Farm construction shouldn’t be liable for the new 5% concrete levy introduced today (Friday, September 1), according to Irish Farmers’ Association (IFA) Farm Business chair, Rose Mary McDonagh.

McDonagh said the levy will act as a “disincentive” to farmers constructing something like additional slurry storage.

She added that a recent KPMG study found that the levy will add in the region of €1,000 to the cost of a typical silage slab.

“It makes no sense for the government to add a further 5% to cost of concrete at a time of inflated construction costs,” she said.

The IFA has requested a meeting with the Minister for Finance, Paschal Donohoe to discuss possible alternatives to the current levy.

Concrete levy

According to the Department of Finance, precast products had originally been listed as being within the scope of the levy when the budget was announced.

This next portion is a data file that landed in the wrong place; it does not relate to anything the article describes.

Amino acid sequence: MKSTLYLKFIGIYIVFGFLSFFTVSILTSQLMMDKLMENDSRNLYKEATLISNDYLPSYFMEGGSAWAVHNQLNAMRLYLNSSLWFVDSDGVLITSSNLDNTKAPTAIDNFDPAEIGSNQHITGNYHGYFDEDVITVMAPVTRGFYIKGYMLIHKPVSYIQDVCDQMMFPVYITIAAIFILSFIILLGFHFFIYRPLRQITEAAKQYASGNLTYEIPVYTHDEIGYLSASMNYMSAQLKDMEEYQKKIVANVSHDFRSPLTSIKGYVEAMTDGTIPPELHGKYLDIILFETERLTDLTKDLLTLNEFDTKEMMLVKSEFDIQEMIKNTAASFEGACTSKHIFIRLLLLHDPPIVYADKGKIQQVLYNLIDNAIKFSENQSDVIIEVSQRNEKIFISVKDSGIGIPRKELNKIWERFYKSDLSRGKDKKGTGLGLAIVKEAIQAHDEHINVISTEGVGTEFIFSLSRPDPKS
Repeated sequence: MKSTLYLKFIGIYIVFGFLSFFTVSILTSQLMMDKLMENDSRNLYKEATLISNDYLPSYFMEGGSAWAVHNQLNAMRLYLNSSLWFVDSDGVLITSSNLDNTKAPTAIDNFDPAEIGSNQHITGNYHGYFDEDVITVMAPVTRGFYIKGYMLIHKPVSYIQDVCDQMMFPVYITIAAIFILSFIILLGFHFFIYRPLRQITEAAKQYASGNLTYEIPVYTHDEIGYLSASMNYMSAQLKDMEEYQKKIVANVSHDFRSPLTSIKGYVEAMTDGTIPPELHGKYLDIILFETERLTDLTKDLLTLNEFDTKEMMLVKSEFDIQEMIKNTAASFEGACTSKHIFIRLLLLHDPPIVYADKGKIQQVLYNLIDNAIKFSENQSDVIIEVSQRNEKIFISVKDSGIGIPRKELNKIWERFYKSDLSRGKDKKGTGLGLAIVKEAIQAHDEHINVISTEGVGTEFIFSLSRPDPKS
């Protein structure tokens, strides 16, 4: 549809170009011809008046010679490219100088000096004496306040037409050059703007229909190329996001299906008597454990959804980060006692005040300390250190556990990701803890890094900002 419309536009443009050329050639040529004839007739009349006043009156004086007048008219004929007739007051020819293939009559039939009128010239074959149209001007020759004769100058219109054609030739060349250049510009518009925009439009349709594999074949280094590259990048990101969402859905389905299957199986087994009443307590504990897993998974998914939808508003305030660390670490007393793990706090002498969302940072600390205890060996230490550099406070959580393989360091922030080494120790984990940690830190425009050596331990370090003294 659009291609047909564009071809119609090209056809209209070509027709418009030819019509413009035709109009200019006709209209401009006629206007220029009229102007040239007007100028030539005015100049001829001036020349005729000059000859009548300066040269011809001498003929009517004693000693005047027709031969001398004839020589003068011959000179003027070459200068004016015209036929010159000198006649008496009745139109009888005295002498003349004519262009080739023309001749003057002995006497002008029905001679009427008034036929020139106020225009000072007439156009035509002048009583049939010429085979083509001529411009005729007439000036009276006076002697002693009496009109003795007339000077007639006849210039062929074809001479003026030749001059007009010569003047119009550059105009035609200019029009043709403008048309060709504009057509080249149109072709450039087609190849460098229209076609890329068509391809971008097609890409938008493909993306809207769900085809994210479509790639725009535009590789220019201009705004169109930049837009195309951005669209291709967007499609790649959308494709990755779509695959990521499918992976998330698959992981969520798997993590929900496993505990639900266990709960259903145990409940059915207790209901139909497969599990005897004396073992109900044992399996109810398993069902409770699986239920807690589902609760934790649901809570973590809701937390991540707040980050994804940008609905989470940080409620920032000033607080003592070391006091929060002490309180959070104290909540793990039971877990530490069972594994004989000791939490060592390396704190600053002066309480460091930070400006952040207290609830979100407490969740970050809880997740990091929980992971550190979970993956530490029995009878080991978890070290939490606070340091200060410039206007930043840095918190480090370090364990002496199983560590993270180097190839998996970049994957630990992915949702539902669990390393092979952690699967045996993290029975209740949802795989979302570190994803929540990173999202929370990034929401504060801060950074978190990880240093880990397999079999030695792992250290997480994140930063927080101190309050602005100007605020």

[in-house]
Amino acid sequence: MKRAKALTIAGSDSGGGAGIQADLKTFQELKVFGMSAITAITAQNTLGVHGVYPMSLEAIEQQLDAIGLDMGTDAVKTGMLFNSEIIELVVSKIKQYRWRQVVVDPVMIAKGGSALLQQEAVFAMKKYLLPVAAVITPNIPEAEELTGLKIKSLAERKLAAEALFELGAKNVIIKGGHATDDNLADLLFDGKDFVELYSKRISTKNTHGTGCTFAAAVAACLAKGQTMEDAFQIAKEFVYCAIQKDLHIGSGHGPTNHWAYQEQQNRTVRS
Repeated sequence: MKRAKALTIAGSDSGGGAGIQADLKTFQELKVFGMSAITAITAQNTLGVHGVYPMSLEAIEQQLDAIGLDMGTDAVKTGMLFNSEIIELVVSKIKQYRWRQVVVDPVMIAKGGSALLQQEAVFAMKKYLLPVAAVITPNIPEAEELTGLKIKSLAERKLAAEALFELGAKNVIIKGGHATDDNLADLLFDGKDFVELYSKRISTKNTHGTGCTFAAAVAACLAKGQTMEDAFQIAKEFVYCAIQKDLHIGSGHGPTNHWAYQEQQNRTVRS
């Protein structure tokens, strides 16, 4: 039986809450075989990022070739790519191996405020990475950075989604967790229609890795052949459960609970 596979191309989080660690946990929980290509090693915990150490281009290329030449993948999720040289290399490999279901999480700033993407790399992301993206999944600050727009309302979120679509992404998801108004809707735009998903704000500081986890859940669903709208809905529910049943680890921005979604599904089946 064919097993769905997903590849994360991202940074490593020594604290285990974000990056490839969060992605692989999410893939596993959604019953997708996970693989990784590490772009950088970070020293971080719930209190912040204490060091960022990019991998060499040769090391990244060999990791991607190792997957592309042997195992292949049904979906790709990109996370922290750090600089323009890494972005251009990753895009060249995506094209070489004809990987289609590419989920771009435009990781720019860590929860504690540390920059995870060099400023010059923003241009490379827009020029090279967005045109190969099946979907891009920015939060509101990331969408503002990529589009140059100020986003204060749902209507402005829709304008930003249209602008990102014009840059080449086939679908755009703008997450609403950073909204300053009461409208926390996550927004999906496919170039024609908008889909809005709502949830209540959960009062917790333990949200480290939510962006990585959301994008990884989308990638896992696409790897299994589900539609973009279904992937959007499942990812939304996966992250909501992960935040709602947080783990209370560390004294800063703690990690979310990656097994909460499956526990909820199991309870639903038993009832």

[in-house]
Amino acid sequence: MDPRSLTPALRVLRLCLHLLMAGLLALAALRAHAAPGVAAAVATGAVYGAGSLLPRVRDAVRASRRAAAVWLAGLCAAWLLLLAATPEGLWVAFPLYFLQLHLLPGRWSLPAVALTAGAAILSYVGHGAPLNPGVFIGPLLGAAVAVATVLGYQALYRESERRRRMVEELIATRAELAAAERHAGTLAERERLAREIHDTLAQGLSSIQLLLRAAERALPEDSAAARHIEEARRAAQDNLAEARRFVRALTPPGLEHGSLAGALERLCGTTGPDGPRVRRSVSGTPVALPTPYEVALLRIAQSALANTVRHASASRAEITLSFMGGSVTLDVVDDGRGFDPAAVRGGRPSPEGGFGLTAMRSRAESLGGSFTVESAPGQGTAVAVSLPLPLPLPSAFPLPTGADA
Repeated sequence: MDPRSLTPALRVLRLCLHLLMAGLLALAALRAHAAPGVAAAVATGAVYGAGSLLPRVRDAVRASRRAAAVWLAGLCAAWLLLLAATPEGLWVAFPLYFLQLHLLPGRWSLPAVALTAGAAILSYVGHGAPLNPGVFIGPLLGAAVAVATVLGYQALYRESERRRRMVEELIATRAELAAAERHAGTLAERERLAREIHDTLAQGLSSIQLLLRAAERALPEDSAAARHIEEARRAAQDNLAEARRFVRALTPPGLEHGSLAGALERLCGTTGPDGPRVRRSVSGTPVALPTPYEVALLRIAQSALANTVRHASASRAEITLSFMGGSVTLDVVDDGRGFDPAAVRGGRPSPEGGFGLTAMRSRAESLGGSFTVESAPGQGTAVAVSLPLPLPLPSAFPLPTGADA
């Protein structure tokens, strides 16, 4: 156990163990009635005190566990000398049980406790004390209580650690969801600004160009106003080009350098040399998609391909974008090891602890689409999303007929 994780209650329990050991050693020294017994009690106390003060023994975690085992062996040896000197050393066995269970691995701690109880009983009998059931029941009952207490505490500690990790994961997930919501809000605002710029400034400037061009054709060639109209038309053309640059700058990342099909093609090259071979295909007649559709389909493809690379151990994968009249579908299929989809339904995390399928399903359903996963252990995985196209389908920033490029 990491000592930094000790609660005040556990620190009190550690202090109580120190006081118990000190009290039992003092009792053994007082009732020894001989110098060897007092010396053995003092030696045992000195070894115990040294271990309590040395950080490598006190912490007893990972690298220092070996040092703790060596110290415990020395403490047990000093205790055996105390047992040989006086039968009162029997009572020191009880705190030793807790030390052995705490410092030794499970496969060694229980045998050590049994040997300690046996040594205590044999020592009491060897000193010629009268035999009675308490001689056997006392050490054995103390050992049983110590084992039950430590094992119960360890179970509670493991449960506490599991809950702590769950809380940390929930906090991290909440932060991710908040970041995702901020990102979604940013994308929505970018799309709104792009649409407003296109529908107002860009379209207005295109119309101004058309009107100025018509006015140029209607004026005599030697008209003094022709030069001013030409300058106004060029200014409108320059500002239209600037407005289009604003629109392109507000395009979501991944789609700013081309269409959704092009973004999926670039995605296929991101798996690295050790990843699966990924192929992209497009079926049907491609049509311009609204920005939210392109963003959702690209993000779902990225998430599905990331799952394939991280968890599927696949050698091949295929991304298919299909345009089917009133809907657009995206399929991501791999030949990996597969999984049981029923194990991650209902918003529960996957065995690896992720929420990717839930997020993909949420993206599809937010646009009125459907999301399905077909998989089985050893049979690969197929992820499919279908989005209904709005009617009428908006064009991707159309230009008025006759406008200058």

Following further consideration, these were removed prior to the publication of what became Finance Act 2022.

In a statement to Agriland, the department said: “While such products are not within scope of the Defective Concrete Products Levy (DCPL), as noted above, the pouring concrete element which forms a constituent part of precast concrete products is within scope. 

McDonagh said the inclusion of precast products showed that “it’s clear that immediate changes are needed”.

“The right thing to do here is allow farmers reclaim any levy paid on construction work in the same manner as VAT is reclaimed,” McDonagh said.

The Irish Concrete Federation (ICF) has said it is ready to work “constructively” with the Minister for Finance on the 5% concrete levy, which was implemented today (Friday, September 1).

The federation continues to have “grave concerns” over the levy, but in recent days has tabled a “series of proposed measures” that it believes could assist with compliance across the industry.